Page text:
He inflicted another wound on Raoul. Having hurt the honor of d'Artagnan, de Vard insulted Raoul and Athos along the way: “No one knows from which parents the Viscount de Bragelon was born, adopted by the Comte de La Ferre. As for the Chevalier d'Artagnan - he once ruined a noble lady whom my father loved. " “This lady, commonly referred to as Milady,” replies the furious Athos, “attempted three times on the life of d'Artagnan and put a knife in the hand of Buckingham's killer! She was a criminal ... ”
In addition to all these upheavals, Raoul is saddened that the king advised Athos to postpone his wedding day to Louise de Lavalier, the maid of honor of Princess Henrietta. Fatally, this decision coincides with a conversation between the king and the princess, complaining to His Majesty about the jealous spouse. To put an end to gossip, the king has only one way: to take the princess under his protection. Suddenly - as happens only with royalty - between him and his daughter-in-law flashes more than a kindred feeling ... But even in this case, a decent cover is needed. It twists itself: let the court think that the king postponed the marriage of the Viscount de Bragelon, having views of Louise.
De Bragelon goes to Calais with letters to Charles II from his sister and Fouquet. Before leaving, at an audience with Princess Henrietta, he laments: for a month now, since the king postponed his wedding, he is burning with love. "How? Already a month? " - the princess is surprised. So the king lied to her! This means that he has been in love with her maid of honor for a month! ..
Meanwhile, one favorable glance of the young king was enough for a love to be born in Louise's soul, incomparable with the sympathy that she had hitherto felt for her fiancé. She confesses to the king in this feeling that gripped her. The king is flattered and ready to reciprocate her. As luck would have it, it was at this moment that Aramis, wishing to strengthen Fouquet's influence on the king, gives him the idea to write a love letter to Louise and make her a rich gift: in politics, all means are good. “I want to see on the throne a king who will be loyal to Mr. Fouquet, who in turn will be loyal to me. I have the power to do what I said. As for your beloved, Monsieur Fouquet, Madame de Bellère, I can explain everything to her, and she will not doubt you ... ”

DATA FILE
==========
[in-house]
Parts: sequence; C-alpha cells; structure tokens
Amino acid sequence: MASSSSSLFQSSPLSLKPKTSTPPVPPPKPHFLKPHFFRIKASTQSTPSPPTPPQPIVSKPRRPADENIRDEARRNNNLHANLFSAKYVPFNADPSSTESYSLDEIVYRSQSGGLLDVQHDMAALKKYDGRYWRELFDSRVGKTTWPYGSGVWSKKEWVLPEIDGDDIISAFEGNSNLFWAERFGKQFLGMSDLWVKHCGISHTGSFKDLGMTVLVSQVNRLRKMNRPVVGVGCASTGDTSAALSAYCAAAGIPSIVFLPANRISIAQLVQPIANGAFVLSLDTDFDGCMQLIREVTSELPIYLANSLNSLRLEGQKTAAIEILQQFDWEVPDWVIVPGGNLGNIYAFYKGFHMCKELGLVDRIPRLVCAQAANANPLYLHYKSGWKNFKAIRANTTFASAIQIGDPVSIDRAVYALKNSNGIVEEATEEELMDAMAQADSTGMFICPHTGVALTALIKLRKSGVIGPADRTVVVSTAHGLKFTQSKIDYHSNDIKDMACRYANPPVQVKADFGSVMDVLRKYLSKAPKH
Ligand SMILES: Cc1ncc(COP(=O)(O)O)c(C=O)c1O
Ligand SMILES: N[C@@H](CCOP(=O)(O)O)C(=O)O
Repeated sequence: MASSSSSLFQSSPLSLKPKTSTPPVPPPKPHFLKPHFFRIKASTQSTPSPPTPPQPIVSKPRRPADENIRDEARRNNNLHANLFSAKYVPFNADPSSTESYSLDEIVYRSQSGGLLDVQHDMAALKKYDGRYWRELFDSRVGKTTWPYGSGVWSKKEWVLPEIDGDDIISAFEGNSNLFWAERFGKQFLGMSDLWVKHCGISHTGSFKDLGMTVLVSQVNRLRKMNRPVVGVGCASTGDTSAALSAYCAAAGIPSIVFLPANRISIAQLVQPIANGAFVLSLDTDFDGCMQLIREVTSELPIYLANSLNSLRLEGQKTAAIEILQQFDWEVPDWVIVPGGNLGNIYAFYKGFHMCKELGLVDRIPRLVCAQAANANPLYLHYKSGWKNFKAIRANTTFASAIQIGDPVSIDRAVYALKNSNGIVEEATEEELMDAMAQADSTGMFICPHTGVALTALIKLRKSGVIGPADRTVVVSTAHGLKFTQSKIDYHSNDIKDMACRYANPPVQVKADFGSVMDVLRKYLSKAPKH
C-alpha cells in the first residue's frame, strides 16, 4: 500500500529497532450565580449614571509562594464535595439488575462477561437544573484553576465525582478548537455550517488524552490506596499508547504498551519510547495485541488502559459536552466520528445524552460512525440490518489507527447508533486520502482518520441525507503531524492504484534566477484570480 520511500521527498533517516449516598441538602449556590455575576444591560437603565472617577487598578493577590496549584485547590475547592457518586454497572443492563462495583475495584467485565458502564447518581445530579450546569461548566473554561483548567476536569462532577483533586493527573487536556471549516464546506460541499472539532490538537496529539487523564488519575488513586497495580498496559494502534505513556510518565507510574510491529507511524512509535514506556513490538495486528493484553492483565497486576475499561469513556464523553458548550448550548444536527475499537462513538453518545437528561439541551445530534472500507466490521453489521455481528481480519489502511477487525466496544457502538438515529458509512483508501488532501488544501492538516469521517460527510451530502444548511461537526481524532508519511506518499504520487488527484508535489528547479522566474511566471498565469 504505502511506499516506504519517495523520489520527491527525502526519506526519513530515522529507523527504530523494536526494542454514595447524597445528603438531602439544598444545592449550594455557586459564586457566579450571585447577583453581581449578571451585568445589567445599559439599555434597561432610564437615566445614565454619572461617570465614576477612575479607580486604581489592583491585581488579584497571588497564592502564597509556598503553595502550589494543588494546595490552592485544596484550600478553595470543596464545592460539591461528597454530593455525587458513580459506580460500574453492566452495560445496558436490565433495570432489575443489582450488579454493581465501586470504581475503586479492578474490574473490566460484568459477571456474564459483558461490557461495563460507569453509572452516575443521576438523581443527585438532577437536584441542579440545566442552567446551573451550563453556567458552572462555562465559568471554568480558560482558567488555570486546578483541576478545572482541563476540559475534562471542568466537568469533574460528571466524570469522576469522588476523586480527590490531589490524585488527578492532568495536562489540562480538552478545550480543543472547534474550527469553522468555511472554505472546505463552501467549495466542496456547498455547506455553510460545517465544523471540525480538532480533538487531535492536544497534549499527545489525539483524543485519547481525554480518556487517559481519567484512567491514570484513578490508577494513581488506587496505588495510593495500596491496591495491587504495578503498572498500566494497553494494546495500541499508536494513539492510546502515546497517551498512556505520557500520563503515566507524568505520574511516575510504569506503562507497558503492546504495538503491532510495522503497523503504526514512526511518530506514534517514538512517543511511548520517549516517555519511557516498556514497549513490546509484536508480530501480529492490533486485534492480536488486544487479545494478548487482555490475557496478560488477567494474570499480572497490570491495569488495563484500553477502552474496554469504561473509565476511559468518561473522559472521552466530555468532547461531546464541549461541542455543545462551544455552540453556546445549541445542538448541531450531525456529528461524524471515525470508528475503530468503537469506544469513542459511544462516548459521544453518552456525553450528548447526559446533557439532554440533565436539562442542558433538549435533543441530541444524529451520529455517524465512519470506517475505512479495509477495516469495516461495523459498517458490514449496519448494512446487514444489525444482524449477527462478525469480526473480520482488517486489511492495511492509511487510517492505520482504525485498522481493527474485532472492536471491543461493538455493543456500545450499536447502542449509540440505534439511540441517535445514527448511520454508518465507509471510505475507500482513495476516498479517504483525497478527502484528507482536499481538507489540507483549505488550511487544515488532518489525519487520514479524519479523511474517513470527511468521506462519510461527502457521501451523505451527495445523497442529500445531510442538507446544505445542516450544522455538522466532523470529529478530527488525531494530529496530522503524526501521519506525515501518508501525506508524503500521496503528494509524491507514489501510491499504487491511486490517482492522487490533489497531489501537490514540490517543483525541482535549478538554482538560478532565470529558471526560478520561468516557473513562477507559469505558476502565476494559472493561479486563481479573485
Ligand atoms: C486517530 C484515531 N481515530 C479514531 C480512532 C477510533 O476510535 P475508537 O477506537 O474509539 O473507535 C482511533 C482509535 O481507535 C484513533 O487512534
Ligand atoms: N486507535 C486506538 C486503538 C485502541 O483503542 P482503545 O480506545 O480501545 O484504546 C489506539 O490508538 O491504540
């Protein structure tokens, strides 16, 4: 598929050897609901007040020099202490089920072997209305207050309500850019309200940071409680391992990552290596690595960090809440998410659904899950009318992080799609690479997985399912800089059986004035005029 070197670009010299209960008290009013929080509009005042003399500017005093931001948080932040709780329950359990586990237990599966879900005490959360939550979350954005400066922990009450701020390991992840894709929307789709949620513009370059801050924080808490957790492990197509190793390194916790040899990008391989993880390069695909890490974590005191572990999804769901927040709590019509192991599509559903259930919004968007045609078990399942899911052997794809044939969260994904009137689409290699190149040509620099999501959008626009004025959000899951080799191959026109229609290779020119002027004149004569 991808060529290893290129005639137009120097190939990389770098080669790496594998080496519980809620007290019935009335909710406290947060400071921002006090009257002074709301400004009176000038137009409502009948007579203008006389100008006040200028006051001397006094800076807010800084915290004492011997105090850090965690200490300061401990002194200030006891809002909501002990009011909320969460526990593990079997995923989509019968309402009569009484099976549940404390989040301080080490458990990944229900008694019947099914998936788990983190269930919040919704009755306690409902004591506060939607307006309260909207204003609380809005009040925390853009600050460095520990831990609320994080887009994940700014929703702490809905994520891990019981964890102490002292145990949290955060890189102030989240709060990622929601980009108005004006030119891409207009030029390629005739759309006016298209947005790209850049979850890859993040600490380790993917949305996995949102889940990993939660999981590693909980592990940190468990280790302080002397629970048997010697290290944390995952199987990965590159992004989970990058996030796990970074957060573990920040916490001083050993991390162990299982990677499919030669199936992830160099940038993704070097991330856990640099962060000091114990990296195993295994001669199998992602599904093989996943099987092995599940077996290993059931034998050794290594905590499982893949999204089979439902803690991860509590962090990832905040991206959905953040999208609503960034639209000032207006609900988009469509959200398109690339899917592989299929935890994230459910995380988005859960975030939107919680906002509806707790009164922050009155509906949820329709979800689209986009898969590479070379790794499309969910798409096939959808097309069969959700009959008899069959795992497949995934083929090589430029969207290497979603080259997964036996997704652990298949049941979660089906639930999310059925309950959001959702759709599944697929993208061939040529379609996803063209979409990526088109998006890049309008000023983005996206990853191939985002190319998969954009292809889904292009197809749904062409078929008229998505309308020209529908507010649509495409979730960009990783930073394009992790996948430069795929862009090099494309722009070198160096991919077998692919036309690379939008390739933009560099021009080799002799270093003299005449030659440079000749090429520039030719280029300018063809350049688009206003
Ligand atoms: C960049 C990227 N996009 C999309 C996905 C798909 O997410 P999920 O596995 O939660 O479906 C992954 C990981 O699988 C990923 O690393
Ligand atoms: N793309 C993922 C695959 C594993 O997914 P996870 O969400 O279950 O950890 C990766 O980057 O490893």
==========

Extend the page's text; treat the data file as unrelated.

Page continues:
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Aramis really has power above money and position at court. D'Artagnan learns about his secret financial relationship with the commandant of the Bastille Bezmo, that Bezmo was actually bought by Aramis, that in the Bastille there is a certain mysterious prisoner named Marchiali, imprisoned by Cardinal Mazarin, held much better, but also stricter than other prisoners. Who is he? And what connects him with Aramis? ..
In Fontainebleau, not far from the residence of the king, seven important persons stay in the hotel - each with a retinue. The last to stay at the Red Peacock are Aramis and the old Franciscan monk. All these people, including the ex-Musketeer Bishop of Vannes, are members of the Jesuit Order. A monk is a general of the order, called upon to appoint, on the eve of his death, his successor. Each of the candidates must tell him in private a secret, on which depends not only the future of the order, but also the fate of Europe. The choice falls on Aramis: he owns a truly great and terrible secret. D'Artagnan witnessed the monk's funeral. The presence of Aramis at the burial inflames his curiosity even more ...
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Aramis is annoyed. D'Artagnan intervened in his affairs in Belle-Ile, and now he also introduces to His Majesty the excellent engineer and cartographer Porthos, who, under the patronage of the captain of the musketeers, receives a high title! D'Artagnan and for the Bishop of Vannes contrives to put in a word to the king. “You will become a cardinal,” Louis XIV promises Aramis. "And thank Mr. Fouquet for the diligence."